Edited by tessathereaper

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1 hour ago, tessathereaper said:

I'm not worried about it at all.  LOL For me as long as everyone is a consenting adult, with their faculties intact, I'm good.  They could be 30 years apart and I can't say I'd really care, but I don't even know if they will really go in that direction.  It appears they will but you know, sometimes things can be misleading and it may not lead to much of anything.  

And no 15 year age gaps weren't uncommon that uncommon at the time.  (Now that I think of it I think my one great grandmother was about 20 years younger than my great grandfather but obviously even then I think on average people probably married people within a few years of their own age, but it wasn't really uncommon for their to be larger age differences).   I really think people make way too much of age being a "power gap" anyway.  Age in and of itself really doesn't necessarily give anyone anymore power than someone else.  There are people who are idiots forever and people who are wise beyond their years, you can't just look at numbers and say "power imbalance!!!! WRONG!!!" IMO.  Every relationship is different and can only be judged on it's own merits IMO(again as long as everyone is a consenting adult).  I was just saying specifically in the case of Sarah and John, if they go that way, they are both of the same social class, they certainly emphasized that in the first episode, so really there isn't much of power imbalance there, beyond the power imbalance of male vs female in a strict patriarchical society, which she would have even with a man exactly her own age.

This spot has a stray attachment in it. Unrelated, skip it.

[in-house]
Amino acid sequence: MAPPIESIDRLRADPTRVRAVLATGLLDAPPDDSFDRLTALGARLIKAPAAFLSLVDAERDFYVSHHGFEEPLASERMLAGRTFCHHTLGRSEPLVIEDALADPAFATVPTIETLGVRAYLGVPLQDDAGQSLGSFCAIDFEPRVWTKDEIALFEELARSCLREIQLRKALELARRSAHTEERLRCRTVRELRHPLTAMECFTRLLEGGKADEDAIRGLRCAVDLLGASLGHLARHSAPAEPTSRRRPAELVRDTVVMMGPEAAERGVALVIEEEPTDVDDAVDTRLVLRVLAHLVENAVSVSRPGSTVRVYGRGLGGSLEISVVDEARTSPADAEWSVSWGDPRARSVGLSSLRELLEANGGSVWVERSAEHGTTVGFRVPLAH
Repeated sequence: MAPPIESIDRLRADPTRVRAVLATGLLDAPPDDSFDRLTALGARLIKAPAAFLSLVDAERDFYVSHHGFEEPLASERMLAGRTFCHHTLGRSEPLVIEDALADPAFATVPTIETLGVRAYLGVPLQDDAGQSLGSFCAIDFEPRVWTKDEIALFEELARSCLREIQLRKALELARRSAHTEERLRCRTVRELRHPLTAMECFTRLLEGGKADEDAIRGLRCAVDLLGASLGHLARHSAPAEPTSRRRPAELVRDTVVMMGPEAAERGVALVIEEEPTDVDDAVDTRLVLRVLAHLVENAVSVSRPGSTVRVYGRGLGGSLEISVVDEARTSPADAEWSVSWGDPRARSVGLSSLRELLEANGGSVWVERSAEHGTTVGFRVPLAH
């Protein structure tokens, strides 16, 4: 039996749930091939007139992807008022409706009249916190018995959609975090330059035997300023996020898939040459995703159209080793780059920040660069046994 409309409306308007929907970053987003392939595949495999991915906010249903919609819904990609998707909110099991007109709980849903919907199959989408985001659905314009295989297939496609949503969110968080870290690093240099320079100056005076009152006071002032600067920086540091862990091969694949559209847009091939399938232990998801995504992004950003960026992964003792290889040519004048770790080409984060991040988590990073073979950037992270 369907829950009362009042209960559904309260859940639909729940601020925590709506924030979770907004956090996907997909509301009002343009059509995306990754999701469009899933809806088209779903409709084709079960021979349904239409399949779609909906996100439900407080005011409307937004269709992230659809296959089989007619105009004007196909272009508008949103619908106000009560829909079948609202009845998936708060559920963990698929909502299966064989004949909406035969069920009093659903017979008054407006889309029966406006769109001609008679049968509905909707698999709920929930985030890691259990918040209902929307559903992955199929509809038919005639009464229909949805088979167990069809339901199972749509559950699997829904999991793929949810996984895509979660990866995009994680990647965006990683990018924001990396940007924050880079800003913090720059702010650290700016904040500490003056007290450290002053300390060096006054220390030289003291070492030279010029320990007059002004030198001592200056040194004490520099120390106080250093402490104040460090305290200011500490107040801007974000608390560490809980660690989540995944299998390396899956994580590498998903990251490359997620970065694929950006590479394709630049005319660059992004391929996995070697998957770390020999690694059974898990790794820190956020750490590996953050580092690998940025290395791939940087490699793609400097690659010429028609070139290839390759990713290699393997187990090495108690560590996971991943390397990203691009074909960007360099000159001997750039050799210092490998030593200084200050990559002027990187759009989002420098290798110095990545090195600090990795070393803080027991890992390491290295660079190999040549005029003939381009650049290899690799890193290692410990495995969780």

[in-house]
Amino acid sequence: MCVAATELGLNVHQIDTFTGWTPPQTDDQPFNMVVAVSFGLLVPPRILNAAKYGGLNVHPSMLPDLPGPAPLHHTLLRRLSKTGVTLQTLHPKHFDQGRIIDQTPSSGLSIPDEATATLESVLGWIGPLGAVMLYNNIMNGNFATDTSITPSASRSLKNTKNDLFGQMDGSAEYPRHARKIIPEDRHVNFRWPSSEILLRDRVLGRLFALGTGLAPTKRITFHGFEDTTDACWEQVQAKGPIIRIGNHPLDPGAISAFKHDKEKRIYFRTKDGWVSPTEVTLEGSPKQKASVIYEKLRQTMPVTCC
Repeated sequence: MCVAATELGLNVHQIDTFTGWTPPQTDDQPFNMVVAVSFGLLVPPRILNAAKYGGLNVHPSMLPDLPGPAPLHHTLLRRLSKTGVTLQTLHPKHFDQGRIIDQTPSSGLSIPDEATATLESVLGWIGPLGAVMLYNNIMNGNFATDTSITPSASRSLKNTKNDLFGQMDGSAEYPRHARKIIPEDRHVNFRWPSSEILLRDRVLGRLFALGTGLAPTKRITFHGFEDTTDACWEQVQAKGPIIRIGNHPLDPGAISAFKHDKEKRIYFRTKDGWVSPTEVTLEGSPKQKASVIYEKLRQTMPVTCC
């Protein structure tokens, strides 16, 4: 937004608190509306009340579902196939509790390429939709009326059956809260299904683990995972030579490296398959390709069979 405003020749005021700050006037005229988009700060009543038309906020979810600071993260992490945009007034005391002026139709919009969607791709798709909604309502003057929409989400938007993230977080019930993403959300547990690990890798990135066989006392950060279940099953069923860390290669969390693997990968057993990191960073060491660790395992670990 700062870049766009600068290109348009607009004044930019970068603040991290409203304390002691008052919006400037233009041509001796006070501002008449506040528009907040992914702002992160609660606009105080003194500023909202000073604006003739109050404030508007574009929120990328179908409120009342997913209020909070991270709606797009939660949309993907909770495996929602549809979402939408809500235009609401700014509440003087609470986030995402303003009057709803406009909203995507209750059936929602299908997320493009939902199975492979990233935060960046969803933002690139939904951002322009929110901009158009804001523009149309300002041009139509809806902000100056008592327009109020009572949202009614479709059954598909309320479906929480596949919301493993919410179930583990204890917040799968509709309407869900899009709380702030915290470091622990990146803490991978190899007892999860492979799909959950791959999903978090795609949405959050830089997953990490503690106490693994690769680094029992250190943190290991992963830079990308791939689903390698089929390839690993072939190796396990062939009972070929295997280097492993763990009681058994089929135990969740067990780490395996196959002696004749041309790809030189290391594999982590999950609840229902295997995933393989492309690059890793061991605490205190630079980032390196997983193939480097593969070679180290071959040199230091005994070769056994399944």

Also I agree about the undergarments, I can't imagine Sarah showing up in no undergarments - I mean she'd lose her job, point blank.  They don't want her there to begin with, she's facing constantly sexual harrassment but yeah, she's supposed to go walking around the streets of New York and a  police station full of men with no undergarments?  IMO her trying to keep her job as a police officer is far more important than trying to make a statement by wearing no undergarments.  It doesn't mean one has to LIKE those undergarments and never complain about them.  

Sorry.  I wasn't accusing, just talking in general.  

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Also, Sarah Howard wouldn't go to work without a corset any more than a secretary today goes to work in a flannel sweat suit or muumuu. Something so irremediably no class is something no respectably ambitious woman would do. Corsets like that were haute couture. 

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On 1/23/2018 at 1:58 PM, shockermolar said: